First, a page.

Dual Immersion program examined

Dual ImmersionAt a recent Bishop School Board meeting, more than two dozen parents and teachers showed up. They had heard the Board might get rid of what’s called the Dual Immersion Program which involves classes that teach in both English and Spanish. With a recommendation from the elementary school principal to keep the program, the Board agreed. But the agenda item did cause parents and others to stand firm for the dual language classes.

Principal Heather Carr said there are periodic reviews of different programs to make sure they are running effectively. She said a review of Dual Immersion found “some effectiveness to the program, but there is room for improvement.” Carr said that in the past Hispanic students were not learning English as well as they might. She said the school changed teaching models and now they are seeing improvements in English skills and academic gains. Carr had recommended keeping the dual language course alive.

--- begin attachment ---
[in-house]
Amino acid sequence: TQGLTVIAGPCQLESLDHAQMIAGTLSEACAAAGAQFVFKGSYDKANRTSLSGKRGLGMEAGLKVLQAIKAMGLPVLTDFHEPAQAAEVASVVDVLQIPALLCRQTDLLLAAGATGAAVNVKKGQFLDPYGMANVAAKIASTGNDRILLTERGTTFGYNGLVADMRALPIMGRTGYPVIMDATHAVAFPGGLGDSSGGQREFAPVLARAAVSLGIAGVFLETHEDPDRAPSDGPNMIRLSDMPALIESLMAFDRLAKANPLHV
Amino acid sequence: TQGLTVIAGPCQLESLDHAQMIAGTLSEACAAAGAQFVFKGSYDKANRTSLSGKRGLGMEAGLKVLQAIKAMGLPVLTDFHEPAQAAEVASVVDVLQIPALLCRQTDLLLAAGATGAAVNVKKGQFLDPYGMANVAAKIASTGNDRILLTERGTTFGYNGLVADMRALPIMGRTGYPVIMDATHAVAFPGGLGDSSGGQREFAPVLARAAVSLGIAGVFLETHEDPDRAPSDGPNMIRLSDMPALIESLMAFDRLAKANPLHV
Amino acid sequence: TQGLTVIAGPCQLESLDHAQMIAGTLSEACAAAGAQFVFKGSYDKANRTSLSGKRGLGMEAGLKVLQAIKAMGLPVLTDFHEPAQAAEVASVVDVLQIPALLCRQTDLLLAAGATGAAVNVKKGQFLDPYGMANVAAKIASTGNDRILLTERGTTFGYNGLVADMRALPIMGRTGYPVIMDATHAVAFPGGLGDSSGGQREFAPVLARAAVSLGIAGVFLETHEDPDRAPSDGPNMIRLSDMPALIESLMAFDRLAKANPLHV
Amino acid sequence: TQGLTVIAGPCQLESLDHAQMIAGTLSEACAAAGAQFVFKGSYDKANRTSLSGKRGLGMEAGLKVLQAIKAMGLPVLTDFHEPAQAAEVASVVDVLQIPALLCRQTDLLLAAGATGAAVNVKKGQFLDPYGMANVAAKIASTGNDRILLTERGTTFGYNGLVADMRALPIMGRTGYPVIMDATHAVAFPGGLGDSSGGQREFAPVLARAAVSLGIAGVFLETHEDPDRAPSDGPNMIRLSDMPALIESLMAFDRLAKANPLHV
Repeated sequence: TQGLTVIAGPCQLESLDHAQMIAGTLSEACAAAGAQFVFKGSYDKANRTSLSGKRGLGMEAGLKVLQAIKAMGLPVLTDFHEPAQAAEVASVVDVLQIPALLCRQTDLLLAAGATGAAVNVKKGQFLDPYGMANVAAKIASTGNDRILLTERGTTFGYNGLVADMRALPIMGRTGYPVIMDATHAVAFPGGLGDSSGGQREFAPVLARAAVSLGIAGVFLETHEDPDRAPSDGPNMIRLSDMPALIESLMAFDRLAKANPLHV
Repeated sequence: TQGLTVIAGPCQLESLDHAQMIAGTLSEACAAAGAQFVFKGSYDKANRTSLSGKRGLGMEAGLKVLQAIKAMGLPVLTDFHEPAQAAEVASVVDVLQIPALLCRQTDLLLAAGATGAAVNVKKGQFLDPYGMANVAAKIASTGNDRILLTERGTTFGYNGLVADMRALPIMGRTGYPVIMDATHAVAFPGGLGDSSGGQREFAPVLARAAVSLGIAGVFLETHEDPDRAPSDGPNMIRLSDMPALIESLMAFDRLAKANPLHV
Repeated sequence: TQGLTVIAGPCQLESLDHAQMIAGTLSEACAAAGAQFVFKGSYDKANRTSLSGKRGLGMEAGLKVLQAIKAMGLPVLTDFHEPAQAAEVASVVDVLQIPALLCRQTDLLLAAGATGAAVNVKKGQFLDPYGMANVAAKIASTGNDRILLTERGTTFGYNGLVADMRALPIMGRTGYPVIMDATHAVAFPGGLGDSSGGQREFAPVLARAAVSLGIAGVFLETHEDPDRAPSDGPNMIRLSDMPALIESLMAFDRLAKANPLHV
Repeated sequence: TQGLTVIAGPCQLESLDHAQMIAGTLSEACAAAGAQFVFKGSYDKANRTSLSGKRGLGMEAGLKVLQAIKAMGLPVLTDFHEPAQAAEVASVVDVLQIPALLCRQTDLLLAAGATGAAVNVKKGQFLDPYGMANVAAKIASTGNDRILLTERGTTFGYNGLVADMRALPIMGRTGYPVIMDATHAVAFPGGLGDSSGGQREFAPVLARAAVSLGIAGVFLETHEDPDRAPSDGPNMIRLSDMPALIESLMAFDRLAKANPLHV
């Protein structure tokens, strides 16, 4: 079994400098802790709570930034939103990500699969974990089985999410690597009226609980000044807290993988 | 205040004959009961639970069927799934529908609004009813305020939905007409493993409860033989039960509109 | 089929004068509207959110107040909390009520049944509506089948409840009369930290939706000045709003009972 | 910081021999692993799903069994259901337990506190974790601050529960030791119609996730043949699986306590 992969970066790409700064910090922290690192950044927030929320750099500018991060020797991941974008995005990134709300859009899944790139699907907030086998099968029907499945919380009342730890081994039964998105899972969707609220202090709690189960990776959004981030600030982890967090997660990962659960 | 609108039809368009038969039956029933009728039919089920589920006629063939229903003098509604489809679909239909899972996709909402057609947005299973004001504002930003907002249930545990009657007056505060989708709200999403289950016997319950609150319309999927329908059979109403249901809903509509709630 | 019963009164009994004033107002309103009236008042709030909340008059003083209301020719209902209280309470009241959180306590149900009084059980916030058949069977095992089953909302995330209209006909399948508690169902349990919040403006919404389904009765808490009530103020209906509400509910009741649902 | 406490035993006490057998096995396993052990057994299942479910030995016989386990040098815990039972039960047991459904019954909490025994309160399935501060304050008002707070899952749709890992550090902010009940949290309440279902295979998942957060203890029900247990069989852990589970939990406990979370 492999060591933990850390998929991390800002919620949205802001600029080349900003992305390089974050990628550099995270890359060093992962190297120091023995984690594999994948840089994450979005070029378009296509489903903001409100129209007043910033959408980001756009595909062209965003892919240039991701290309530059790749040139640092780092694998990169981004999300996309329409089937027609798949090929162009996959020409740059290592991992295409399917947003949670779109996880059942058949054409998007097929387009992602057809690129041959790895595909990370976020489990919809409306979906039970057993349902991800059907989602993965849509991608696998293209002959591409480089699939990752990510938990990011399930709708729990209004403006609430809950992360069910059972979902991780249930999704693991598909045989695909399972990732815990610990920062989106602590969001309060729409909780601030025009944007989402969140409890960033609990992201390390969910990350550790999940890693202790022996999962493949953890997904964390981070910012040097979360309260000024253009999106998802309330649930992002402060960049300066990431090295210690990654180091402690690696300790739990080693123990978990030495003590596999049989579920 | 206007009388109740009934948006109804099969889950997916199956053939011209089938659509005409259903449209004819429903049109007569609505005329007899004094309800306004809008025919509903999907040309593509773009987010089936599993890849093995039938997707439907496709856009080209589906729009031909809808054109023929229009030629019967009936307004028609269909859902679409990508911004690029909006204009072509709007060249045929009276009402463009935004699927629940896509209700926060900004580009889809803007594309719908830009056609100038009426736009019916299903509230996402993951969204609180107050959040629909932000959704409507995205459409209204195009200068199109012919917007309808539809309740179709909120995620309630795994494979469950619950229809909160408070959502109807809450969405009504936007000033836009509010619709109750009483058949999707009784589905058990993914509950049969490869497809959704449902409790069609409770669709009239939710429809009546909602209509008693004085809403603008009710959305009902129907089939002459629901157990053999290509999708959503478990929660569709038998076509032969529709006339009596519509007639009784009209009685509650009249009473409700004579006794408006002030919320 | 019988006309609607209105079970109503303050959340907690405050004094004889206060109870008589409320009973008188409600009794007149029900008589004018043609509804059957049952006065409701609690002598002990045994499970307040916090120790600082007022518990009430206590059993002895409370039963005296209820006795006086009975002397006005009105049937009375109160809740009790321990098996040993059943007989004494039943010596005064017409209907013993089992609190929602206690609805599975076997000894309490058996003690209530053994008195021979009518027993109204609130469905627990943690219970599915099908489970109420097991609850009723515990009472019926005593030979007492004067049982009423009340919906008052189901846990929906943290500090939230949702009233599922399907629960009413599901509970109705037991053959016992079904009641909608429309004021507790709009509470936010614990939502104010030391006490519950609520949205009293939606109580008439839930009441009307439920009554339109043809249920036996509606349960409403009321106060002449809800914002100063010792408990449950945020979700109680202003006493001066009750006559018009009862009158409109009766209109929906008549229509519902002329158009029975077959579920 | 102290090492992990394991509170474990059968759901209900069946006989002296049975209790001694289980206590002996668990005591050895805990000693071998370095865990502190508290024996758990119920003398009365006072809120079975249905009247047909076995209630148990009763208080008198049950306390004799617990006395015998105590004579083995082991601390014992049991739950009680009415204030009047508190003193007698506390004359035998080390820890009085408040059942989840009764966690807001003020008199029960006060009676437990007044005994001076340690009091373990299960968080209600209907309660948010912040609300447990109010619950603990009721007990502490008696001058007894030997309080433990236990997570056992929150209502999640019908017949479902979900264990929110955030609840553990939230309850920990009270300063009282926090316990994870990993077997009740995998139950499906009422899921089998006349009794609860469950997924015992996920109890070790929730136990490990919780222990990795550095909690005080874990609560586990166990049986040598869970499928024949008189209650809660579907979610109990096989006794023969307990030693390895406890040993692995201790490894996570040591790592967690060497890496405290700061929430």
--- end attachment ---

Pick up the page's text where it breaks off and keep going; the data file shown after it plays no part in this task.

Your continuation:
The Principal said in Kindergarten through Fifth Grades there are 156 students who participate in Dual Immersion – both English speaking and Spanish speaking students. Carr said speaking a second language benefits both groups. Wider studies have found academic benefit from language skills. Stanford Graduate School of Education and San Francisco Unified School District conducted a ten-year study with 18,000 students. They found that English only classes caused Spanish-speaking students to excel early, but by middle-school the Dual Immersion students caught up or surpassed their counterparts.